Understanding remaining carbon budgets in the light of internal climate variability
Where are we now? Where are we going? How will we know if we get there?
A carbon budget implies that there is a limit on the total amount of global CO2 emissions we can produce in order to halt warming at a certain level, such as the 1.5 or 2.0 °C set out in the Paris Agreement.
The Paris Agreement is usually interpreted in terms of human-induced warming, due to anthropogenic emissions of CO2 and other greenhouse gases.
However, the warming record is subject not only to anthropogenic influences, but also natural fluctuations in the climate system (such as changing weather patterns or El Niño oscillations that act on multi-decadal time scales), which are referred to as internal climate variability.
So how will we know if we exceed the Paris Agreement warming targets?
One way of estimating the anthropogenic-only (noise-free) component of warming is by the Anthropogenic Warming Index (AWI). However, the AWI is also subject to assumptions about uncertainty due to internal variability and how it is removed.
Alternatively, in the climate-model world, we can run a climate model multiple times with small differences in initial conditions, producing a large ensemble of results. By taking a mean of all those possible climates with different initial conditions, we can estimate the externally-forced response (natural variability averages out among the different ensemble members of the same climate model).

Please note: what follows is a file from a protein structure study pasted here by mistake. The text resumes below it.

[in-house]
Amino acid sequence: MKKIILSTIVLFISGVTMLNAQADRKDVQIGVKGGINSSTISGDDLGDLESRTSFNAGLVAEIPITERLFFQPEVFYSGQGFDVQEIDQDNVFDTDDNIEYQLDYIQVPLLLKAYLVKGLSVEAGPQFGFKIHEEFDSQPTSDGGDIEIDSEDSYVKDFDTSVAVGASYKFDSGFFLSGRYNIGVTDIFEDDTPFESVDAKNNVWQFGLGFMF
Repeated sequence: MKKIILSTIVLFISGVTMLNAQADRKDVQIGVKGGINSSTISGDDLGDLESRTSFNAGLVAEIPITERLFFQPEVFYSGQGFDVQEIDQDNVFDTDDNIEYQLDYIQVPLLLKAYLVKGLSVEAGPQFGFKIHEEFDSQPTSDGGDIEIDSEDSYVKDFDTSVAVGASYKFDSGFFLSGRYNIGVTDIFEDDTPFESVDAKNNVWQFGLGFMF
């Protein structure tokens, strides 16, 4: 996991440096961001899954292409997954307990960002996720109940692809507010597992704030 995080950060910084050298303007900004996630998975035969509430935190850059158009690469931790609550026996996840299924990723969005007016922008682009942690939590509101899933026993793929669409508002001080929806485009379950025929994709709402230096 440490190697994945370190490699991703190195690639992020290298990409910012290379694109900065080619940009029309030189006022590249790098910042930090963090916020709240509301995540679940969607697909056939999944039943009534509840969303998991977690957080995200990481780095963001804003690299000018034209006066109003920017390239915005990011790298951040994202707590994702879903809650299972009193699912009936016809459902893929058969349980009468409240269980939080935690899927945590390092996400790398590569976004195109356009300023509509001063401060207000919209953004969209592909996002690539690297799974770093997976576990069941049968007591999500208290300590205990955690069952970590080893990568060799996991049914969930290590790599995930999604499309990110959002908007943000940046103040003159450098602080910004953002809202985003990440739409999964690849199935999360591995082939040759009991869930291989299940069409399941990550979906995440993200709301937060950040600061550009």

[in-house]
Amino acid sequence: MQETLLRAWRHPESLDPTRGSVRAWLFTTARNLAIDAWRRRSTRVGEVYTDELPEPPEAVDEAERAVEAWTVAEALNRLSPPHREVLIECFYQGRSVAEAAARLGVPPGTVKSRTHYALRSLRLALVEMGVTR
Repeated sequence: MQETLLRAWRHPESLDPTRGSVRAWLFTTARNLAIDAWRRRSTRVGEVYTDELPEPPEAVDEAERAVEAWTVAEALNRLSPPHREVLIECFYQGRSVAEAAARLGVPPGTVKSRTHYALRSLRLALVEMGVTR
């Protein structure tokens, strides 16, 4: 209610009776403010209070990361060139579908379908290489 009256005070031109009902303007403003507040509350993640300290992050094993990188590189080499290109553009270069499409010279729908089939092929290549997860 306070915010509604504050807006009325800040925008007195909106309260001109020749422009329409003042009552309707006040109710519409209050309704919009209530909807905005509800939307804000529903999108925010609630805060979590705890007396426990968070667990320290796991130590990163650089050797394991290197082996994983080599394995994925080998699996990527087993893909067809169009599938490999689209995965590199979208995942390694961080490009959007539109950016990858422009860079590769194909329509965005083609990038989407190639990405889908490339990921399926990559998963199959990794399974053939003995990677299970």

A recent study led by CONSTRAIN researchers, published in Environmental Research Letters, discusses the uncertainty in carbon budget estimates due to internal climate variability and compares different approaches for estimating the remaining carbon budgets for 1.5 or 2.0 °C of human-induced warming.
What are the key findings?
Due to the intrinsic uncertainty arising from internal variability in the climate system, it may only be possible to determine the exact year when a carbon budget is exceeded with hindsight. This highlights the importance of a precautionary approach.
Why is this important?
These results do not question the validity of using a carbon budget approach to determine the level of mitigation needed to stay within a global temperature limit.
However, it does mean that caution is needed when interpreting small remaining carbon budgets, since internal climate variability presents yet another source of uncertainty.
The full paper is: Uncertainty in carbon budget estimates due to internal climate variability by Katarzyna Tokarska et al., Environmental Research Letters (2020).